Trolling Michigan’s tributaries for winter steelhead and brown trout has always been something of a backwards proposition–most anglers try to “drop back” those plugs into a nearly dormant steelhead’s face and let it wiggle there until the fish gets fed up enough to attack.
But growing numbers of steelheaders across the Great Lakes State are learning that trolling upstream against the current is often more productive than the rainbow seekers’ version of “backtrolling.”
Apparently steelhead don’t need as much sustained wiggling in front of their faces before whacking a plug as we thought they did. In this article we’ll discuss the options on lures and tackle, speed, boat control and how to spread out your trolling swath with planer boards.
“Lots of times we face slow current in the winter,” says “Coho” Bob Lausman, who plies the St. Joseph River in the southwest corner of the state out of his vintage 18-foot Starcraft. The boat was specifically upgraded for winter river fishing with an RV-type enclosure, anchor with electric winch and super-reinforced keel to withstand beaching on rocky river banks. He also has a Minn Kota iPilot trolling motor, that spends summers on his fishing partner Elmer Rudlaff ‘s Lund. It works great as an autopilot in the river, keeping the boat on course while the four-stroke 50-horse Mercury quietly pushes the boat forward.
Lausman says when the current is too slow for backtrolling—the lures don’t kick enough—it’s usually perfect for slowly working upstream. And, areas with slow current are good places for steelhead to hold.
Rods and reels used for downriggers on the big lake feature good, forgiving bends that helps control and land a hooked fish in the river, too. Lines directly behind each corner of the boat can be on 7-foot, medium-action rods—even shorter rods are fine. Two rods set perpendicularly to the gunnel and the waters surface—straight out to the side—can be 8 to 10 feet long, which keeps those lures spread away from the lures set on the corners. Lausman almost always sets a rod with an online planer board out to each side of the boat. These rods go in holders forward of the rods sticking straight out. If he’s fishing when or where boat traffic is minimal, he sets as many as three planer board rods to each side. These rods are also bendy, medium-action sticks of the sort used for downriggers and can be 7 to 9 feet long.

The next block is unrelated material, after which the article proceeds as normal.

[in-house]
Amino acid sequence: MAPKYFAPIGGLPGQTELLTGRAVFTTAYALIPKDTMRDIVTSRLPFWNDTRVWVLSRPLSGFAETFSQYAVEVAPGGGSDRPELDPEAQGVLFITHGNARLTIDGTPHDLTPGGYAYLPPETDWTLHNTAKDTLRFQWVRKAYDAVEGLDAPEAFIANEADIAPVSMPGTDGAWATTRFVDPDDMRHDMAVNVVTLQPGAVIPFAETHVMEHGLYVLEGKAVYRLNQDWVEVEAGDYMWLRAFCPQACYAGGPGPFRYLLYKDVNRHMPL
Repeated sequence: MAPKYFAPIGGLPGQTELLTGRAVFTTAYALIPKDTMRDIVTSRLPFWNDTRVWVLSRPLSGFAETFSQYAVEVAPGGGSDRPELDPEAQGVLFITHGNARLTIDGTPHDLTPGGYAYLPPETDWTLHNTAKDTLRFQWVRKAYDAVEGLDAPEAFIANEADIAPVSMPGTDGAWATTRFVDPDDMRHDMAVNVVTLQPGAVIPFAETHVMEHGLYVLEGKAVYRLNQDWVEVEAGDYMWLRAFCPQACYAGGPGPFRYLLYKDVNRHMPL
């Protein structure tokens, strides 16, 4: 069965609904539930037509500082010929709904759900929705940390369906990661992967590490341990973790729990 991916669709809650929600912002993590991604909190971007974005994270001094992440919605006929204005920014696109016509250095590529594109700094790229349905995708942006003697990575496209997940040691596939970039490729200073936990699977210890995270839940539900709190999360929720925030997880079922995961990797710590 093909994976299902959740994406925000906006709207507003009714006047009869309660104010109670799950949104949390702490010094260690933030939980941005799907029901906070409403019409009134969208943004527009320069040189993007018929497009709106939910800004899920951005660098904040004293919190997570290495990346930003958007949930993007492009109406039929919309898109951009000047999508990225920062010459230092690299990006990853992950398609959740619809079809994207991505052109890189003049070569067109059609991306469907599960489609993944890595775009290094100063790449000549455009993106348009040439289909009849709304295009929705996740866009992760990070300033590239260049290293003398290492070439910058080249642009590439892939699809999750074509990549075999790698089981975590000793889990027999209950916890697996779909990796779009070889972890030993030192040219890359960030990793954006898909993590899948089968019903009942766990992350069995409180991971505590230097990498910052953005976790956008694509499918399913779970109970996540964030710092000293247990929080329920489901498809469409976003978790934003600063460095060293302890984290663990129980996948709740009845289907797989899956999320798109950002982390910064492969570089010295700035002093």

For reels, baitcasters that hold enough line to handle a long run from a ticked-off steelhead are the rule. Reels with line-counters can help duplicate a set-up that just caught a fish, but usually aren’t necessary.
Lausman spools his river reels with 30- to 50-pound braided line, which is highly durable, yet super thin so lots can fit on the reels. He ties a small barrel swivel on the end of the braided line and adds a 6-foot leader of 12-pound test Blood Run Fluorocarbon.
For planer boards, Lausman likes the small. TX-6 Church Boards, which hold steady on the braided line. He likes to set these boards so they don’t release and slide towards the fish, and usually wraps the line once around the lower lip of the board’s clip.
Although his boat is loaded with different lures, Lausman puts four in particular at the top of the list for cold-water steel. A key consideration is that the lure dive within a foot of the bottom in 6- to 8-foot depths, with varying amounts of line out. Top lures include:
- Bandit C-100. Mostly known as a bass lure, this rattler features good hooks and a shallow dive, letting it be put a good ways behind the boat.
- Lindy River Rocker. A reincarnation of the old Heddon Tadpolly with brighter colors and a slightly different body shape, this lure doesn’t rattle and works especially well in super cold water when it wiggles at super slow speeds.
- Storm Rattle Tot. High action and lots of sound even in slow motion. Sometimes these go just 25 feet behind a planer board to rouse fish in shallow water to the side of the boat.
- Worden’s Mag Lip 3.5. An evolution of the banana bait with high action and lots of different, good, flashy colors.
For colors, experimentation on any given day helps, but go-to hues for Lausman include pearl with chartreuse in clearer water; metallic finishes with red lips (aka “pirates”) with silver and blue or gold and black bodies particular faves, and orange finishes whenever the water has some stain.
Image by Dave Mull